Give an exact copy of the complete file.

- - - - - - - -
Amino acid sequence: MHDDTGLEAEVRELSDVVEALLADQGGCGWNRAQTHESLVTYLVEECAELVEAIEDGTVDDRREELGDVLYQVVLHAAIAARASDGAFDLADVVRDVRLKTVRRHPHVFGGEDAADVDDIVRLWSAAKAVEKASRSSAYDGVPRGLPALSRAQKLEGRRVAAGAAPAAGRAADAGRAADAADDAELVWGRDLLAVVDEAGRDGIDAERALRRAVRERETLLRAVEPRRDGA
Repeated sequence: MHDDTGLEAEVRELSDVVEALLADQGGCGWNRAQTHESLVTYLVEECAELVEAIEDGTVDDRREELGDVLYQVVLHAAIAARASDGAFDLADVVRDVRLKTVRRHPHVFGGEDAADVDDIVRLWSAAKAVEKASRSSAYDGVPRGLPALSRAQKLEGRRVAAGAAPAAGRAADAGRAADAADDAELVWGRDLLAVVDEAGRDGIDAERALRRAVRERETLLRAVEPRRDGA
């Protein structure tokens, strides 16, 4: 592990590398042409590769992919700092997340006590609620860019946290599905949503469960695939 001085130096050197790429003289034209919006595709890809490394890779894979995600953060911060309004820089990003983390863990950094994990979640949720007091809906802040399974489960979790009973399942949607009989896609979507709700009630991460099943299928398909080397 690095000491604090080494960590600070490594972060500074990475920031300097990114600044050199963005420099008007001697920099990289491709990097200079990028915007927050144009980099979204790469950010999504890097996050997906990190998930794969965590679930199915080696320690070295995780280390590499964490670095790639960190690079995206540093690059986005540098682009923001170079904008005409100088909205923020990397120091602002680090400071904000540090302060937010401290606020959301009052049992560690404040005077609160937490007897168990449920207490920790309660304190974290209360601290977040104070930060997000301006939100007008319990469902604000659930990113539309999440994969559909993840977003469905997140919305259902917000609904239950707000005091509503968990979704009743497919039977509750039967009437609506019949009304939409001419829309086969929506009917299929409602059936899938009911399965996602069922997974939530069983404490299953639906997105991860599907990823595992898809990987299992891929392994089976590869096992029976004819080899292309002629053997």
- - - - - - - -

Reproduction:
Amino acid sequence: MHDDTGLEAEVRELSDVVEALLADQGGCGWNRAQTHESLVTYLVEECAELVEAIEDGTVDDRREELGDVLYQVVLHAAIAARASDGAFDLADVVRDVRLKTVRRHPHVFGGEDAADVDDIVRLWSAAKAVEKASRSSAYDGVPRGLPALSRAQKLEGRRVAAGAAPAAGRAADAGRAADAADDAELVWGRDLLAVVDEAGRDGIDAERALRRAVRERETLLRAVEPRRDGA
Repeated sequence: MHDDTGLEAEVRELSDVVEALLADQGGCGWNRAQTHESLVTYLVEECAELVEAIEDGTVDDRREELGDVLYQVVLHAAIAARASDGAFDLADVVRDVRLKTVRRHPHVFGGEDAADVDDIVRLWSAAKAVEKASRSSAYDGVPRGLPALSRAQKLEGRRVAAGAAPAAGRAADAGRAADAADDAELVWGRDLLAVVDEAGRDGIDAERALRRAVRERETLLRAVEPRRDGA
């Protein structure tokens, strides 16, 4: 592990590398042409590769992919700092997340006590609620860019946290599905949503469960695939 001085130096050197790429003289034209919006595709890809490394890779894979995600953060911060309004820089990003983390863990950094994990979640949720007091809906802040399974489960979790009973399942949607009989896609979507709700009630991460099943299928398909080397 690095000491604090080494960590600070490594972060500074990475920031300097990114600044050199963005420099008007001697920099990289491709990097200079990028915007927050144009980099979204790469950010999504890097996050997906990190998930794969965590679930199915080696320690070295995780280390590499964490670095790639960190690079995206540093690059986005540098682009923001170079904008005409100088909205923020990397120091602002680090400071904000540090302060937010401290606020959301009052049992560690404040005077609160937490007897168990449920207490920790309660304190974290209360601290977040104070930060997000301006939100007008319990469902604000659930990113539309999440994969559909993840977003469905997140919305259902917000609904239950707000005091509503968990979704009743497919039977509750039967009437609506019949009304939409001419829309086969929506009917299929409602059936899938009911399965996602069922997974939530069983404490299953639906997105991860599907990823595992898809990987299992891929392994089976590869096992029976004819080899292309002629053997």